Most flights come from Manila with service from the four major national airlines, Cebu Pacific, Air Asia, Philippine Airlines/PAL Express, Tiger Airways. Air Asia, Cebu Pacific and Philippine Air also have direct flights from Korea as well as Asiana Airlines or from Singapore with Silk Air and TigerAirways, from Hong Kong with Cathay Pacific or Cebu Pacific. Cebu Pacific also fly two times a week to Bangkok. Air Asia also fly daily to Kuala Lumpur.
Asiana and Korean Air both have a non stop flight from Seoul, arriving around midnight.
For most tourist the only way to get around is via taxi. They are everywhere, cheap and efficient. You simply flag one down and tell them where you want to go. Most drivers know where almost everything is. If they don't then simply flag down another one.
Almost all of the taxis in Cebu are metered. They charge 40 pesos for you to get in and 3.5 pesos for every 5 minutes they wait, and 3.5 pesos for every half km. Most of the time a taxi driver is very nice but sometimes you will find ones that will want to charge your more than the meter or not use the meter at all. Avoid these taxis unless you enjoy getting ripped off. If they refuse to use the meter, or they go the wrong way more than once to try to increase the meter then get out and find another taxi. You are not required to pay more than what is on the meter no matter what the driver says. If the driver is pleasant, feel free to tip 10-20 pesos for nice service, and a bit more if he loads or unloads your bags.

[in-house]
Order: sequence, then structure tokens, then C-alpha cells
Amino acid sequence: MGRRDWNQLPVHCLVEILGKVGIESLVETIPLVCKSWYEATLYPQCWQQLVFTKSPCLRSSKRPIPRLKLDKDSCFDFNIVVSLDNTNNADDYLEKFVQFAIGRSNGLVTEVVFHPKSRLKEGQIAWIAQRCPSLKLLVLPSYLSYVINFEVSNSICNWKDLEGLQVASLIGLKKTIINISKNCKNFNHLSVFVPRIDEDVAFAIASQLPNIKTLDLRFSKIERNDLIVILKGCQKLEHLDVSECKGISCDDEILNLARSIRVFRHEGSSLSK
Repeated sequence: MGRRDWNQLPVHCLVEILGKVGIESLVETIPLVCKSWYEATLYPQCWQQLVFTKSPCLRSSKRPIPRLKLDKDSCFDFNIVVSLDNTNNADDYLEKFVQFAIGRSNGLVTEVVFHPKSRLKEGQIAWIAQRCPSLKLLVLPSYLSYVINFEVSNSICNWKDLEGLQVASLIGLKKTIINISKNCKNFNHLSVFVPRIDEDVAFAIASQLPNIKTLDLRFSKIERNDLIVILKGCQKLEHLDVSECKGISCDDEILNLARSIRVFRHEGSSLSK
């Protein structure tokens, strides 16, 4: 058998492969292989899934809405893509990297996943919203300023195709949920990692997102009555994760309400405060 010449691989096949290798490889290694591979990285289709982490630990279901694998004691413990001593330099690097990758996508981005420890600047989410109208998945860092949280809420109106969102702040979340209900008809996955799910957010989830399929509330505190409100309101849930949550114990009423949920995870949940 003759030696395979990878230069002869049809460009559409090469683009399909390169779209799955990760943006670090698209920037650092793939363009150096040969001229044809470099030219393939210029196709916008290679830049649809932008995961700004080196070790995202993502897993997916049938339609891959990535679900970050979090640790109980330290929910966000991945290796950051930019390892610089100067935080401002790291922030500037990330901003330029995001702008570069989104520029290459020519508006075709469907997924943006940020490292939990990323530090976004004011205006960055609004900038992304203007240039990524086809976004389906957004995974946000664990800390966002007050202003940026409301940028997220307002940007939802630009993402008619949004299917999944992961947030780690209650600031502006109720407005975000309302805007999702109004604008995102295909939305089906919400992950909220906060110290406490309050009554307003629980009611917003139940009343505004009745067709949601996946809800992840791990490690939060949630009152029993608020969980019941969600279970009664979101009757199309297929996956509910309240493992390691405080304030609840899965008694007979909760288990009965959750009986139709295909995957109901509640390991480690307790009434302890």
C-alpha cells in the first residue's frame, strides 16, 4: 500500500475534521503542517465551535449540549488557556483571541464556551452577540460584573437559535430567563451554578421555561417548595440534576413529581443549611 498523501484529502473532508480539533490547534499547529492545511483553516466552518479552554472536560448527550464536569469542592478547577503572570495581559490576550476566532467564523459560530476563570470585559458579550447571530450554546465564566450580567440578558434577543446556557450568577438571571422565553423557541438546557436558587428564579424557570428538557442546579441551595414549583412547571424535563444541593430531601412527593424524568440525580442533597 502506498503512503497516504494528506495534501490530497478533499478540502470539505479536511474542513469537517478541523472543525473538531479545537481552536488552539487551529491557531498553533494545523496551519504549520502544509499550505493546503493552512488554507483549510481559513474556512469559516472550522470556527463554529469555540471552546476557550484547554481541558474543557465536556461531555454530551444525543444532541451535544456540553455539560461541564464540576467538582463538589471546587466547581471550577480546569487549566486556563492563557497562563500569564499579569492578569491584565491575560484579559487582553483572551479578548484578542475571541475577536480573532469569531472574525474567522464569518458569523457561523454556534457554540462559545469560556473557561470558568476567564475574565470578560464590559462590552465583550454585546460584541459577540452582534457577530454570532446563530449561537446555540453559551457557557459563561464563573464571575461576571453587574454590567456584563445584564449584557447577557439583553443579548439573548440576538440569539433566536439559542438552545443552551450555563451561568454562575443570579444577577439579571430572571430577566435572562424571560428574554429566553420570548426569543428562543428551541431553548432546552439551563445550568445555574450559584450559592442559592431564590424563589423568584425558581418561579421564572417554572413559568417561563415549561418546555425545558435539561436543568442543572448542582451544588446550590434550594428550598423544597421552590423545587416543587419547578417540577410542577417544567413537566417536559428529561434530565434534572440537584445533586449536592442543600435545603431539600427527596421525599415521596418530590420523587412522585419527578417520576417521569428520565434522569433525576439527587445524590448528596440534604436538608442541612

The so-called private taxis should be avoided. They try to take advantage of tourists by charging 5-10 times the price that should be paid. If you call a metered taxi to pick you up at one of the isolated resorts on Mactan Island, be prepared to pay more than you actually should. Drivers will manipulate the meter or simply ask you for a fixed price.
However, if one is indeed adventurous enough, another way to get around the city is via the colorful (and noisy) jeepneys that can be seen almost everywhere on the road. Jeepneys have specific routes assigned to them and will stick to that route only. The routes are marked by number plus letter (ie 03B, 03G, 13C, 04L). Jeepneys also place the route on the side of their jeepneys. Most jeepneys, though, go around the downtown area first before heading back to the start/end of their route.
Jeepneys are usually safe. During rush hour, though, be warned that it tends to get crammed and stuffy.
To get in a jeepney, call the attention of the driver by waving one arm as the jeepney approaches you. Drivers usually stop once they see this arm-waving. To get off one should say "LUGAR LANG" in a loud voice. Make sure the jeepney driver hears you, if not, he will continue to drive away.
For trips around the island there are several bus operators (e.g. Ceres or Sunrays) leaving from Cebu South Bus Terminal. Most routes are serviced with airconditioned buses, too. Prices are very cheap. A 2 hour trip to Dalaguete in the South from Cebu City in an aircon bus will cost you around 110 Pesos. Tickets are bought at a conductor inside the bus who comes to you after getting in. The same route by taxi would cost you around 1500-2500 Pesos as the driver would usually have to get back empty.
In Cebu City
- Basilica Minore Del Santo Nino: The catholic church where the statue of baby Jesus (Santo Niño) is enshrined. The Santo Nino was a gift given by the Portuguese explorer Magellan to Raja Humabon upon Magellan's and the Spanish explorers' arrival in March 1521.
- The Mactan Shrine in Lapu-Lapu City: The shrine to local chieftan Lapu Lapu, who led the defence of his island in 1521 that resulted in the death of Magellan.
- Mactan Island Aquarium Museum in Lapu-Lapu City. If diving is not enough for you take an educational trip to the aquarium museum.
- Mactan Cross: The cross given by Magellan to Raja Humabon, located near the Basilica Minore Del Santo Nino.